Illinois Department of Natural Resources

2021 ILLINOIS COMMERCIAL FISHING INFORMATION

This information is taken from the Fish and Aquatic Life Code and Administrative Rules. It does not supersede or modify the Fish and Aquatic Life Code or Administrative Rules and is presented only as a guide, which is subject to change.  Links to the relevant Fish and Aquatic Life Code and Administrative Rules can be found at:
515 ILCS 5/Article 15. Commercial fishing
515 ILCS 5/Article 20. Licenses and permits; exemptions
Title 17 Illinois Administrative Code, Chapter 1b, Section 830. Commercial fishing and musseling in certain waters of the state

DEFINITIONS

Resident Commercial Fishermen: An individual who has actually resided in Illinois for one year immediately preceding application for a commercial fishing license and who does not claim residency for a commercial fishing license in another state or country.

Dressed: Having the head of aquatic life removed.

Bar Measure: Distance from the outside of one knot to the inside of the adjoining knot on the same thread or strand.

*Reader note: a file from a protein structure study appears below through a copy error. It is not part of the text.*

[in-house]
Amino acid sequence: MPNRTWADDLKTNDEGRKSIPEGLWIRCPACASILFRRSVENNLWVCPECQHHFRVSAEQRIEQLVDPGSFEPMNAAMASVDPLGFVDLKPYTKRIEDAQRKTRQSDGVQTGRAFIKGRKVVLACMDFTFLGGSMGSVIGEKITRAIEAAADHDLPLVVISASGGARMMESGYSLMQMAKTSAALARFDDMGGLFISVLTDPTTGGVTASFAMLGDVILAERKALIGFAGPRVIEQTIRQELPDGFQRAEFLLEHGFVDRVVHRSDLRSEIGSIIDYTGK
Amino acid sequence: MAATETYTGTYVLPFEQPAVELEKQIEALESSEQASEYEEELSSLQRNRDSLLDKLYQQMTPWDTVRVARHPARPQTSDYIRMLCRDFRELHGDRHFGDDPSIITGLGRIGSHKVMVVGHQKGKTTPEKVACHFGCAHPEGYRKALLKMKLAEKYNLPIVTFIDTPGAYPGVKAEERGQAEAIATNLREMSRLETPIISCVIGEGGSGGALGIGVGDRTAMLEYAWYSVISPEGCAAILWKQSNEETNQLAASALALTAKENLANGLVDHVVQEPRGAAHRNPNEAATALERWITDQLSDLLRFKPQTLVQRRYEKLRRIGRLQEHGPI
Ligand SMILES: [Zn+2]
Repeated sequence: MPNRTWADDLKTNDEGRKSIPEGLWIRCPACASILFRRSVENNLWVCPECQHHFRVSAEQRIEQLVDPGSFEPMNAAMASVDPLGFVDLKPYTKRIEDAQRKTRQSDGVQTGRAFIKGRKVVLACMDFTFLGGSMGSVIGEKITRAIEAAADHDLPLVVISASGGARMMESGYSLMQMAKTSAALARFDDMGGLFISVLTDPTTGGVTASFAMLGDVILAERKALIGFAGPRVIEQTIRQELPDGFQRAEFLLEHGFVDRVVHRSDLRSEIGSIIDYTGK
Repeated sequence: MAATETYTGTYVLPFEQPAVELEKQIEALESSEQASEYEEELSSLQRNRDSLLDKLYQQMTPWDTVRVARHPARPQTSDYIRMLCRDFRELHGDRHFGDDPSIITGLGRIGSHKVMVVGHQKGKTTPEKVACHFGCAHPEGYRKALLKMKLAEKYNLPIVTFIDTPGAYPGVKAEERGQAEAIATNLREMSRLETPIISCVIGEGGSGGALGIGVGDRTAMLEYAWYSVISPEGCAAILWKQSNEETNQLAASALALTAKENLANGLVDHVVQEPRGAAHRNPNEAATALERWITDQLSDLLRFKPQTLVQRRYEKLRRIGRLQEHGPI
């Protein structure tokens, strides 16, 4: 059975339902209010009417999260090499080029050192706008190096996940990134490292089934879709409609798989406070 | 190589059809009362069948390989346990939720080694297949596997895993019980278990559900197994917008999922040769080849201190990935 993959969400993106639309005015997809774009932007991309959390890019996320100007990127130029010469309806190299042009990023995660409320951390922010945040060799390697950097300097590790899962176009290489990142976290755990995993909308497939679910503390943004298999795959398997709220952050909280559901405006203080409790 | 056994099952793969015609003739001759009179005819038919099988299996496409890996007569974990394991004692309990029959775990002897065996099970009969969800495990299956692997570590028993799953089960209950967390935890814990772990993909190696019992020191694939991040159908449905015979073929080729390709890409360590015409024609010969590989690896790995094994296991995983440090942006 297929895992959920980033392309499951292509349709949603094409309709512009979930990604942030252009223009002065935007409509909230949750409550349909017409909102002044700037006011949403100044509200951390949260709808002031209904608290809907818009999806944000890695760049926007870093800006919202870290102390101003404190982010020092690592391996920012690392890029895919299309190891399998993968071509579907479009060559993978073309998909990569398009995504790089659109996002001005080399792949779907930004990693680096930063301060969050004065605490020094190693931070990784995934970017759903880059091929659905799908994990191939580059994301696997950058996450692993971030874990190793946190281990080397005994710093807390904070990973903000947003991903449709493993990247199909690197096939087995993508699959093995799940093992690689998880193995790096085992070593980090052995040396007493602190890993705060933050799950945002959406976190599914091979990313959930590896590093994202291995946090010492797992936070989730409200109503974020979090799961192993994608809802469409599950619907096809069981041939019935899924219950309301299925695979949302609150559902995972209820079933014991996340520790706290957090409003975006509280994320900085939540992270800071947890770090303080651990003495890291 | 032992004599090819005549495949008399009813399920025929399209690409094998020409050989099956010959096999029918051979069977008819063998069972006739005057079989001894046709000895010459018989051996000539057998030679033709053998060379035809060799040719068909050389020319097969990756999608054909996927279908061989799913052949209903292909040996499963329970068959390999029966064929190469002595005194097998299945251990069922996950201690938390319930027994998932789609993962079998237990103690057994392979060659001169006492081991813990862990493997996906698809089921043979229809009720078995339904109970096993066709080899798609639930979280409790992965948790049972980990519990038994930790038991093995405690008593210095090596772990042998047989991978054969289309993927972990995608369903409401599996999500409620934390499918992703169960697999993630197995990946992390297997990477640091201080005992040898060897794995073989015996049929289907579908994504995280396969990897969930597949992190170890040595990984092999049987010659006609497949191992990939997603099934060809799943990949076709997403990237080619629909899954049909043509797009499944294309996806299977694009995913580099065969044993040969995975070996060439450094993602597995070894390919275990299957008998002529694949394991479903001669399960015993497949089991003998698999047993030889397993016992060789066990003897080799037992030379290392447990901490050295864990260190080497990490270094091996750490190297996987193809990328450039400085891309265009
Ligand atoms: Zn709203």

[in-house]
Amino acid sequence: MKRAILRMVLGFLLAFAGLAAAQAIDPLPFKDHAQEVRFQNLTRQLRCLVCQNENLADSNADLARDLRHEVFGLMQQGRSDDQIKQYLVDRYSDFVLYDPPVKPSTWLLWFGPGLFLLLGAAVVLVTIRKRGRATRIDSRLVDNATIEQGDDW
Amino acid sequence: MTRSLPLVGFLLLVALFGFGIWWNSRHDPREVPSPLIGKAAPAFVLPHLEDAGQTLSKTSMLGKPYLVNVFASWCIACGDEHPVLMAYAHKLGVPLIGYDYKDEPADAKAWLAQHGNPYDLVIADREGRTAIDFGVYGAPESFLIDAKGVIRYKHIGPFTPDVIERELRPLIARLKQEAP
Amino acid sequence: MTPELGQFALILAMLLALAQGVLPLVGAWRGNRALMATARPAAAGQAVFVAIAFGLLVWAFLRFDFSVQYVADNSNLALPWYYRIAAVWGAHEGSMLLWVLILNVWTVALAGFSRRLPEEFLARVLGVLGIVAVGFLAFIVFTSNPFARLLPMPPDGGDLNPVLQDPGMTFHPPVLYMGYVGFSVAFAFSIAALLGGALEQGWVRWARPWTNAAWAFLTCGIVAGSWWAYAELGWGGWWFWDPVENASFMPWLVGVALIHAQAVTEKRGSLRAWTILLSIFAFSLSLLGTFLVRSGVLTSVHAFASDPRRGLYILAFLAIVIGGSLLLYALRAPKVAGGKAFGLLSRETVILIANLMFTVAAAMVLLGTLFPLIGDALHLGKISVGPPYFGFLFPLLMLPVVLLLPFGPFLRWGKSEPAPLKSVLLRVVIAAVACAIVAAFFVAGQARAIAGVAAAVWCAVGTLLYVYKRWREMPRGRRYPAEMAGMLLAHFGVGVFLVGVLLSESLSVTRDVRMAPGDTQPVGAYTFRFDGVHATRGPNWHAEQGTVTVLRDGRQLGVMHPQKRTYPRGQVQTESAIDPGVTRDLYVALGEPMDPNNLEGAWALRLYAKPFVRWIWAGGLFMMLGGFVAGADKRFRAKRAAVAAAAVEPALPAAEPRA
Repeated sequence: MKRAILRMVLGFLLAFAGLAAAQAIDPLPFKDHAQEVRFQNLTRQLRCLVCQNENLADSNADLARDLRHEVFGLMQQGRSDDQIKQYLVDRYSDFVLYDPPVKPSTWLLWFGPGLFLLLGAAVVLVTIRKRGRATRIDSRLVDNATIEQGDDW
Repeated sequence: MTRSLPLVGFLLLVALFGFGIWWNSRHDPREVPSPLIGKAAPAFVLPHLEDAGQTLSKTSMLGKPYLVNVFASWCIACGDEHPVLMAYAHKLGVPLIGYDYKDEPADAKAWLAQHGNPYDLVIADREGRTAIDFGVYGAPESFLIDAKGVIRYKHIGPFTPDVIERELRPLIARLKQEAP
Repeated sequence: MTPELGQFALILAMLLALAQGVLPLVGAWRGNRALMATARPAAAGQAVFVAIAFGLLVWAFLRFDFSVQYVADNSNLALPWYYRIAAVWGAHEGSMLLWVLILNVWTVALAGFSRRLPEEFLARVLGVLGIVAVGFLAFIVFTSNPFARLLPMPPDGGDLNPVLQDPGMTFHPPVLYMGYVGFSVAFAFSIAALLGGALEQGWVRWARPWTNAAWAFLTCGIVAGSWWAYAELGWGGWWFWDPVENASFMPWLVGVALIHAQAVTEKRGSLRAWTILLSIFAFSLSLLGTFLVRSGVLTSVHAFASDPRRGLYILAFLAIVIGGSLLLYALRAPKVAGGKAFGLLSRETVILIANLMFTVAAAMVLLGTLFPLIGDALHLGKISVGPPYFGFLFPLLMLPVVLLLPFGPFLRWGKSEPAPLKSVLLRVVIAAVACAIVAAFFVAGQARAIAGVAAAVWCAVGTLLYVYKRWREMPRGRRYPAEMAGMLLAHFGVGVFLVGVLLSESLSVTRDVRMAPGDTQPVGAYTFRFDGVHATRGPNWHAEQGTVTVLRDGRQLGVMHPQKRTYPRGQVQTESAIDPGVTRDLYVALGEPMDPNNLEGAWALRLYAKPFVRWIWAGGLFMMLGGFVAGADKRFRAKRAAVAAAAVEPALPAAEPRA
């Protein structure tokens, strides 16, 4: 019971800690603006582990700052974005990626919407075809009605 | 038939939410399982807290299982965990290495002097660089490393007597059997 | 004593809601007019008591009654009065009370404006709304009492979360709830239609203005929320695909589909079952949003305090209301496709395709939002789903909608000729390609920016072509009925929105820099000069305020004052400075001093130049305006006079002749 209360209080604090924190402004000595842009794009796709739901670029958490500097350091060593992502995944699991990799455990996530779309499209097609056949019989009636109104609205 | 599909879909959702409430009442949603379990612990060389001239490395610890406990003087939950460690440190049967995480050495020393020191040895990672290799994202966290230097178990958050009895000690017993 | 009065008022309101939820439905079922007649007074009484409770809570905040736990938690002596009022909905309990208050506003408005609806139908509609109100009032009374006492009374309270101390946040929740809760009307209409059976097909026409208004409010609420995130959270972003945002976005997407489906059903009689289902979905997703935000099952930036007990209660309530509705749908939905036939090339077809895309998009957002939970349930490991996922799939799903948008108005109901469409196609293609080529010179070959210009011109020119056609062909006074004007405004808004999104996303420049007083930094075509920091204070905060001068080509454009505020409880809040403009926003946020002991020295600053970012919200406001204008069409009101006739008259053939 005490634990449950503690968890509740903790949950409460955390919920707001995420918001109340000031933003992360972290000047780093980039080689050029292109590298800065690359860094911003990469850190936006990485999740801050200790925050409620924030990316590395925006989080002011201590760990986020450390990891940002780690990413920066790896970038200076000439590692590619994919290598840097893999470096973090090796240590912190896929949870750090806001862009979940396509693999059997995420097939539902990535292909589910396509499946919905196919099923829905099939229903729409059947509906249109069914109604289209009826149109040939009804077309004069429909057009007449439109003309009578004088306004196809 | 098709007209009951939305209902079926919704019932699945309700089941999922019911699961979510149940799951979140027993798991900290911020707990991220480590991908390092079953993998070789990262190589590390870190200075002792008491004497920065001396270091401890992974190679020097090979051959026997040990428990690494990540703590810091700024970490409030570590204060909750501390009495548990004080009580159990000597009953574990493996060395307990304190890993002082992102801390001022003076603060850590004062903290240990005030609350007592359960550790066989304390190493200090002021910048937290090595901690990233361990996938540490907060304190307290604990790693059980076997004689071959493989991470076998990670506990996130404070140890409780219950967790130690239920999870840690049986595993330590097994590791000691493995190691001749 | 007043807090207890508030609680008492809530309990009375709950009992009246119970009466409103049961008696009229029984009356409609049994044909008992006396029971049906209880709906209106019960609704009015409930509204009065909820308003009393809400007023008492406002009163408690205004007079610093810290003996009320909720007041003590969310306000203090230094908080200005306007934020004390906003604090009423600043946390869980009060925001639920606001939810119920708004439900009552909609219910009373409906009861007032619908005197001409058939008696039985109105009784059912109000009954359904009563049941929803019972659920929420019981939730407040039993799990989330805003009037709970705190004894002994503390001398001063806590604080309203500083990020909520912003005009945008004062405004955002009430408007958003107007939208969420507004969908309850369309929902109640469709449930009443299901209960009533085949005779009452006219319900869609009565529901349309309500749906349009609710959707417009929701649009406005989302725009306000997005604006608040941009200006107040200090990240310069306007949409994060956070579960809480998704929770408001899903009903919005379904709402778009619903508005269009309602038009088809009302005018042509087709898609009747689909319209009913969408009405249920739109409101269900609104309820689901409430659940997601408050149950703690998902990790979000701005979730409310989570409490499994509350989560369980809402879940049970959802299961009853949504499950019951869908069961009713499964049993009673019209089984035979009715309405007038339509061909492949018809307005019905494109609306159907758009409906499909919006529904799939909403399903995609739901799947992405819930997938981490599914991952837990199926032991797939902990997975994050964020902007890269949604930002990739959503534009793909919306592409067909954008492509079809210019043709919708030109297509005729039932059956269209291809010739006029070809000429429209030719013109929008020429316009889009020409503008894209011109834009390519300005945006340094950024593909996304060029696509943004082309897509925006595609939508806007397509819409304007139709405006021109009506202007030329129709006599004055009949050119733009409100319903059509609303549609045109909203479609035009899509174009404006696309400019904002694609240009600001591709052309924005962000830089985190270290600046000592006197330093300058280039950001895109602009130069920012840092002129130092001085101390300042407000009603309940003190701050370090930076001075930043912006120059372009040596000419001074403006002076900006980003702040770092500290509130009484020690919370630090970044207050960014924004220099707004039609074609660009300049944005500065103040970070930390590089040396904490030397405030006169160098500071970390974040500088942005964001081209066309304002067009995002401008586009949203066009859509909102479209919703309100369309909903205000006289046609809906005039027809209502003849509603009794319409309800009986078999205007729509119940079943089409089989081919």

WATERS OPEN TO COMMERCIAL FISHING (open year round except as noted)

  1. Lake Michigan (limited entry). For further information on Lake Michigan, contact the Division of Fisheries, Lake Michigan Program (847/294-4134)
  2. Mississippi River and connected public backwaters (wholly accessible by boat), including that portion of the Kaskaskia River below the navigation lock and dam, except for:
    • Quincy Bay, including Quincy Bay Waterfowl Management Area (open under special use permit)
    • U.S. Fish and Wildlife Service National Wildlife Refuge waters
  3. Illinois River and connected public backwaters (wholly accessible by boat), from Route 89 highway bridge downstream, except for: